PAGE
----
Our Oak Park foreclosure defense attorneys know how difficult it is for a homeowner to go through foreclosure proceedings and potentially lose their home. But what if you bought a house in what you thought was a fair and legal transaction, and kept up with all of your payments, but found out that you will still lose your house? Not because anything you did, but because the bank previously foreclosed on a house improperly and therefore did not have the title to sell to you. The bank’s shoddy foreclosure practices not only hurt the homeowners who lost their house but also the innocent third party who bought the house.
This was at issue in a recent judgment by the Massachusetts Supreme Judicial Court in Bevilacqua v. Rodriguez. Mr. Bevilacqua bought a property in a foreclosure sale by US Bank. He invested several hundred thousand dollars in the property and turned it into condominiums, a few of which he had reportedly already sold. However, unbeknownst to him, US Bank had messed up the foreclosure. The previous foreclosure was void under a 2010 case, U.S. Bank v. Ibanez, which found that if a bank cannot provide proof it owns the mortgage, any foreclosure actions are invalid. The Bevilacqua case extends that ruling further and finds that the innocent third party who bought the foreclosed property from the bank never had a proper title and therefore cannot own it. In this case the previous owner, Mr. Rodriguez, was nowhere to be found, but that did not change the fact that Mr. Bevilacqua never owned the property in question. The only practical remedy to someone like Mr. Bevilacqua who had invested so much money in a property was to go through a re-foreclosure, which could be very costly and have consequences if Mr. Rodriguez showed up as the legal owner or if other parties were interested in bidding on the property.
Massachusetts Attorney General Martha Coakley stated that this is endemic of a wider problem with bad foreclosure practices. She said that the banks’ reckless behavior in foreclosure proceedings has harmed both homeowners and third party buyers. Bevilacqua, however, does not address the robo-signing controversy (see previous post here. That issue is still waiting for judicial consideration in Massachusetts, as in Illinois.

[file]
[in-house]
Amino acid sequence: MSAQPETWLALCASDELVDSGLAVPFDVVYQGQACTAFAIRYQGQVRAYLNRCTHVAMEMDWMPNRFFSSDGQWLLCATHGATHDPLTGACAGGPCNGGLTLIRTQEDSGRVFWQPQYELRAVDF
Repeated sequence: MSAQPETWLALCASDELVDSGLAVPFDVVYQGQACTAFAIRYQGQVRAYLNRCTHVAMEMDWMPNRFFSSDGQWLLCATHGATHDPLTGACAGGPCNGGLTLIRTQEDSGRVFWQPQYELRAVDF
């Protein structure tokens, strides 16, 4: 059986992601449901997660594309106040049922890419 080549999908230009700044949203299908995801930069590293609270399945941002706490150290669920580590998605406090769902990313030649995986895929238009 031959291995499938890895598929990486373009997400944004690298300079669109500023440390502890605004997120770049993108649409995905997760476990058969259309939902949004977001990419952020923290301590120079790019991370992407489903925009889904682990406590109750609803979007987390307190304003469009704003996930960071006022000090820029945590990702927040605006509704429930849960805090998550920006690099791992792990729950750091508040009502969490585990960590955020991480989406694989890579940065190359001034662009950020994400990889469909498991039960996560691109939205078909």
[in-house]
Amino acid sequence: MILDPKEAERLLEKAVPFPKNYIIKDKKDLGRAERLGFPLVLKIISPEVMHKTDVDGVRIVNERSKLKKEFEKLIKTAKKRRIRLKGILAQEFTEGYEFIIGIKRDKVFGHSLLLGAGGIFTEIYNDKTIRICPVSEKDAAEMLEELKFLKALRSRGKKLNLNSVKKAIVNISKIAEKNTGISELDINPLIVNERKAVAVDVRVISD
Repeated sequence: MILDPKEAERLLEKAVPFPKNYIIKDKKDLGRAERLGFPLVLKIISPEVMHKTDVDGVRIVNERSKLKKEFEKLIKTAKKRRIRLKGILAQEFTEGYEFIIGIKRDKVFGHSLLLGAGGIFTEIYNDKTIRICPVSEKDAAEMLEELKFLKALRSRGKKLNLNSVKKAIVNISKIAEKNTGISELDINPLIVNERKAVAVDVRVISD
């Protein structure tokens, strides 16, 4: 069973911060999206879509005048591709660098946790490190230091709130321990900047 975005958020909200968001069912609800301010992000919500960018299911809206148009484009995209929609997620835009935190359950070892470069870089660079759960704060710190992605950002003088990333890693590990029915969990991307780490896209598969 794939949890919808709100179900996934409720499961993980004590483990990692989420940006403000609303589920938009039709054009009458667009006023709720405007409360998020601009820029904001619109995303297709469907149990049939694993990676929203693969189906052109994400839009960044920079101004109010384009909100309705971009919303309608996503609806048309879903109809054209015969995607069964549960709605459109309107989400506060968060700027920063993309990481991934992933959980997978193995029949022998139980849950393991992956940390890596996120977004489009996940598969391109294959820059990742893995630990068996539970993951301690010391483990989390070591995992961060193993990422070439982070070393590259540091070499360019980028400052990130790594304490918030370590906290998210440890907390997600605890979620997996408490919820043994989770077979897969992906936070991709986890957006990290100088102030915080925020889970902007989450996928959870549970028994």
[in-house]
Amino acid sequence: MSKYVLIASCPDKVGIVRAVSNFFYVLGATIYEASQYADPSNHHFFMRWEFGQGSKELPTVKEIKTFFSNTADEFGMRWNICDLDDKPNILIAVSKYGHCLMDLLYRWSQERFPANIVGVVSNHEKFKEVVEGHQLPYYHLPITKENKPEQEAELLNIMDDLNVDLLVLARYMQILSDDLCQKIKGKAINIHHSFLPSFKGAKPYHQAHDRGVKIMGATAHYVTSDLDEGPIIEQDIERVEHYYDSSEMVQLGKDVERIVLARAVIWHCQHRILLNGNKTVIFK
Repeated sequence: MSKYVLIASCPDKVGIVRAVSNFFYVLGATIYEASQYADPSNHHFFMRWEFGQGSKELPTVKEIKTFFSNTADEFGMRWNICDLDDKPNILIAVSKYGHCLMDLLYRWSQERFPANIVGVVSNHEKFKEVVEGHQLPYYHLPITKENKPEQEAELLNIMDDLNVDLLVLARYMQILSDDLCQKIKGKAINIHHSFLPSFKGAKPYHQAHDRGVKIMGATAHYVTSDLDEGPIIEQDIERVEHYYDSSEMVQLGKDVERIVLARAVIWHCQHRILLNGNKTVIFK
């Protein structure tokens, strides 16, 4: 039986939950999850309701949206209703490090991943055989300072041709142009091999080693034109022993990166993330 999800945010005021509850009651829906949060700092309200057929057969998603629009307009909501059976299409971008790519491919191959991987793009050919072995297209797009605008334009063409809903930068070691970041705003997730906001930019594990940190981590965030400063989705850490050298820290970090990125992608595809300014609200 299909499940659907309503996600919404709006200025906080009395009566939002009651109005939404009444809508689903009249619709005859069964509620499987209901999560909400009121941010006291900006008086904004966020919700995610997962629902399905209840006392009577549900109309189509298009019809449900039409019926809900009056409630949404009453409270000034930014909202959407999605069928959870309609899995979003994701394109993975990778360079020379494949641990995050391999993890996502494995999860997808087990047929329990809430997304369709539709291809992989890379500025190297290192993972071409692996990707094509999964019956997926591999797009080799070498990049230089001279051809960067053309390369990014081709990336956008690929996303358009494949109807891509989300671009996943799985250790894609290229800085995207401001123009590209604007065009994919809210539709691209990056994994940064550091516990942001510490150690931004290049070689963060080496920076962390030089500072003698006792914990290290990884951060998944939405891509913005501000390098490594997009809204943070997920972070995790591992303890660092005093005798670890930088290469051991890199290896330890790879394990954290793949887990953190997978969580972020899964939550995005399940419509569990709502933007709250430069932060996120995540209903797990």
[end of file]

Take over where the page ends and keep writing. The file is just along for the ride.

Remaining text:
As Oak Park foreclosure defense lawyers, we certainly know that banks’ actions in foreclosure proceedings are not always above board. The continuing foreclosure crisis has made these hasty and often slapdash actions to take peoples’ homes even more apparent. And the more links added to the ineffective title chain from an improper foreclosure makes the situation harmful to more people and potentially more difficult to untangle. If you believe your house has been improperly foreclosed or the bank is taking inappropriate actions, please contact an experienced foreclosure attorney in your area. As these Massachusetts cases show, there is legal recourse against banks’ incorrect actions and if the bank does not have proof it holds the mortgage to the house, there are remedies for homeowners. Additionally, if you are concerned about buying or having previously bought a foreclosed property, a Chicago foreclosure attorney can check out your title and see if there are any issues or potential problems.
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